It seems from the intelligence received by the Europa, that the Italian Confederation announced by Napoleon III as one of the bases of his Peace with Francis Joseph, is a thing of most vague and precarious proportions. So far, it is simply a notion to which Austria has consented, but which has still to be submitted to the Italian Governments. It does not appear that even Sardinia, whose King, by the way, was apparently not consulted in the conclusion of the Peace, has agreed to join it, though he must of course do as he is told; while there is a rumor that the Pope, the proposed honorary head of the Federation, has written to Louis Napoleon that he shall seek the protection of the Catholic Powers—rather a doubtful refuge just at this moment, when it is against France that he wants to be protected[a]. As for the lately banished Monarchs of Tuscany, Modena, and Parma, it appears that they are to be restored to their thrones; and, under such circumstances, they will no doubt be ready to join any Confederation that may be dictated to them. But of the King of Naples[b], now the only independent sovereign in Italy, we hear nothing whatever; and it is not impossible that he may refuse outright. Thus, it is yet a question whether there will be any Federation at all, and still more a question what will be its nature, should it succeed in getting itself formed.
An important fact, now first made certain, is that Austria retains all four of the great fortresses[c], the Mincio being made the western boundary of her territories. Thus she still holds the keys of Northern Italy, and can take advantage of any favorable emergency to regain what she has now had to abandon. This fact alone shows how utterly unfounded is Napoleon's pretense that he has virtually accomplished his purpose of driving Austria out of Italy. Indeed, it is not too much to say that if he has beaten Austria in the war, she has decidedly beaten him in concluding the peace. She has resigned simply what had been conquered from her, nothing more. France, at an expense of some hundred millions of dollars and the lives of some fifty thousand of her sons, has gained the control of Sardinia, much glory for her soldiers, and the renown of a very lucky and moderately successful General for her Emperor. For him it is much; for France, which has borne all the expense and suffered all the losses, it is little; and it is not surprising that there should be discontent in Paris.
The reason alleged by Napoleon for thus suddenly concluding the war is that it was assuming proportions incompatible with the interests of France. In other words, it was tending to become a revolutionary war, with an insurrection at Rome, and a rising in Hungary among its features. It is a curious fact that, just before the battle of Solferino, this same Napoleon actually urged Kossuth, who, at his invitation, had come to see him in the camp, to undertake a revolutionary diversion in favor of the Allies. Before that battle, then, he did not dread the dangers that terrified him immediately afterward. That circumstances alter cases is not a novel observation; but it is applicable in the present instance. However, it is needless to multiply evidence to prove that this man is as purely selfish as he is unscrupulous; and that, after having shed the blood of fifty thousand men to gratify his personal ambition, he is ready to forswear and abandon even the hypocrisy of every principle in the name of which he led them to the slaughter.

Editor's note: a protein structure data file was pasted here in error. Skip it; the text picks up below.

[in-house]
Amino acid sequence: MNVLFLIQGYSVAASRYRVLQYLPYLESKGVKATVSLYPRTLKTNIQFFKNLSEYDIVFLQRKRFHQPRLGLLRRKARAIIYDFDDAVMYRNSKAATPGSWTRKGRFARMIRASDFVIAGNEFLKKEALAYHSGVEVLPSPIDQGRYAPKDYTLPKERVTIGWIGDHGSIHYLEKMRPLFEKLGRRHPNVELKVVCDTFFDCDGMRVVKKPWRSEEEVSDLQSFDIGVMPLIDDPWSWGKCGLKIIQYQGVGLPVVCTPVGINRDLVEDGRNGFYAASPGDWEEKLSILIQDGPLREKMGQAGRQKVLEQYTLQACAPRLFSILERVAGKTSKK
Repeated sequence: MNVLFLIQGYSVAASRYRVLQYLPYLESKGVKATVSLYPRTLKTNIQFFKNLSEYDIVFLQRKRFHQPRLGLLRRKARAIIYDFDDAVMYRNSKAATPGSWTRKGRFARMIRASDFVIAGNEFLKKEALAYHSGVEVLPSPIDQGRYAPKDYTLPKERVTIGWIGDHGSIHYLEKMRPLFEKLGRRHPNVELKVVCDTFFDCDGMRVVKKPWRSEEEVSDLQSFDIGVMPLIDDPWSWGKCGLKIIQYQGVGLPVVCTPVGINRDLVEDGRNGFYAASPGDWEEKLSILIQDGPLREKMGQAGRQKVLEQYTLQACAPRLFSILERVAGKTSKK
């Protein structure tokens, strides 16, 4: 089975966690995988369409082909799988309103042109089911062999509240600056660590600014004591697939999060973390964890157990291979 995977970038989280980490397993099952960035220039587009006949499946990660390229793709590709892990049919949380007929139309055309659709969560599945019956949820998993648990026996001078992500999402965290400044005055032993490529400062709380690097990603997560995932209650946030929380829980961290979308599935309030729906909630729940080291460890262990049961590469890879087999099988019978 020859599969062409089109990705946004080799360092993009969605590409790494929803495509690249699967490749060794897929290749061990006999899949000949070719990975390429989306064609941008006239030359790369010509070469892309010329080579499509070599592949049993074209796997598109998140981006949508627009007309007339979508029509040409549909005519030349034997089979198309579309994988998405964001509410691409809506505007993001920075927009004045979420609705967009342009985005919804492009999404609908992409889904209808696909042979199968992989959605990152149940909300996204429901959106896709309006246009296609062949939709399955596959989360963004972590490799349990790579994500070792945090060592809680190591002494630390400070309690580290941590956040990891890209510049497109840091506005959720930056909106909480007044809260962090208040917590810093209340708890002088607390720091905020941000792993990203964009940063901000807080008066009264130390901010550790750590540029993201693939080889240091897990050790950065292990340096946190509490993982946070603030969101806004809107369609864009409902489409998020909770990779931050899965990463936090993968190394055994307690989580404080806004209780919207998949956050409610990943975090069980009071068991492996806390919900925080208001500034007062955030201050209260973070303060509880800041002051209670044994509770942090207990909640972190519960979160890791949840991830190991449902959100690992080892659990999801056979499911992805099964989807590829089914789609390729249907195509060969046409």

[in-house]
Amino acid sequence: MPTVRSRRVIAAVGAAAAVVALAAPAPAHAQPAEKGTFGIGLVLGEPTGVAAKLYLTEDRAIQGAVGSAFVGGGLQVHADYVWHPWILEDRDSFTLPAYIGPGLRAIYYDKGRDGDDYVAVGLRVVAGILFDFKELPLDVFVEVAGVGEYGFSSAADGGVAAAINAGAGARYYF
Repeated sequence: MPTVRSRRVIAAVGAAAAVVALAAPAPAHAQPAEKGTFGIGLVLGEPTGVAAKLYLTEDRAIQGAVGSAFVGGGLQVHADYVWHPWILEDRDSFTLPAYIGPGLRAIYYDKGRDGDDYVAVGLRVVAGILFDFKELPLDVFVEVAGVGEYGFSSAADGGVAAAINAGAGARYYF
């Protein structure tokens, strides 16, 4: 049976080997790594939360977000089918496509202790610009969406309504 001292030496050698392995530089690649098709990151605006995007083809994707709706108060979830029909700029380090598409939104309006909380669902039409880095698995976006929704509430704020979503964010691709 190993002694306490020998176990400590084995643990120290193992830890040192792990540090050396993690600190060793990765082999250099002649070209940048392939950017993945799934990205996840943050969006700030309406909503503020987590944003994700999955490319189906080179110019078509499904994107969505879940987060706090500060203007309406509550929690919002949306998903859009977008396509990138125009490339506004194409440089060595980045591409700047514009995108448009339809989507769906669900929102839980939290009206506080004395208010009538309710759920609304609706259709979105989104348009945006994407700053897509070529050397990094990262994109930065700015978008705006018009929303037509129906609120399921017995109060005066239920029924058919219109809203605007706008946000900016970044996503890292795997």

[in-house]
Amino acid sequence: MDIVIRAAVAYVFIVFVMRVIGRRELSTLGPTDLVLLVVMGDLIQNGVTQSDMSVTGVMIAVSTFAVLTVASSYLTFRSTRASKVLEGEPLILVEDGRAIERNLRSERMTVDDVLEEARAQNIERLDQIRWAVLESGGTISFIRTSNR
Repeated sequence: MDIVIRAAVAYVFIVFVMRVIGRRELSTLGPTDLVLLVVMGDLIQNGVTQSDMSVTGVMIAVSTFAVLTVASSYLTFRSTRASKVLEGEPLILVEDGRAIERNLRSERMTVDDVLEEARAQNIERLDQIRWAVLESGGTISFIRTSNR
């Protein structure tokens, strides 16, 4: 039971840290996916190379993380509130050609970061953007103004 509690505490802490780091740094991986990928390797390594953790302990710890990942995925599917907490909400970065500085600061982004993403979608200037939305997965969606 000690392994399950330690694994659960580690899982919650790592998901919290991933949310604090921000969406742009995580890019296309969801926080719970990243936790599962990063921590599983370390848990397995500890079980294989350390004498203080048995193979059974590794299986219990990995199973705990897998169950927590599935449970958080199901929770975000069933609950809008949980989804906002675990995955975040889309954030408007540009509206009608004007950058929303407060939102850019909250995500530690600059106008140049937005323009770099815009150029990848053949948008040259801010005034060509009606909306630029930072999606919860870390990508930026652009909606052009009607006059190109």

One of the first results of the present settlement, is the downfall of the Cavour ministry, which has had to quit office in Sardinia. Though one of the cleverest men in Italy, and not at all concerned in making the peace, Count Cavour could not stand before the public indignation and disappointment. It will probably be long before he rises to power again. And it will be long before Louis Napoleon can again delude even the sentimentalists and enthusiasts into regarding him as a champion of Freedom. The Italians will now hate him worse than all other representatives of tyranny and of treachery; and we need not be surprised if the knives of Italian assassins should again seek the life of the man, who, promising and pretending to be the conqueror of Italian independence, has, left Austria seated almost as firmly as ever on the neck of Italy.
Written on July 15, 1859
First published in the New-York Daily Tribune, No. 5698, July 28, 1859 as a leading article;
reprinted in the New-York Semi-Weekly Tribune, No. 1479, July 29, 1859
Reproduced from the New-York Daily Tribune
Pius IX's Encyclical Letter of June 18 to the Patriarchs, Primates, Archbishops and Bishops in Communion with the Holy See, The Times, No. 23352, July 7, 1859.—Ed.
Peschiera, Mantua, Verona and Legnago.—Ed.
Source: Marx and Engels Collected Works, Volume 16
(pp.412-414), Progress Publishers, Moscow 1980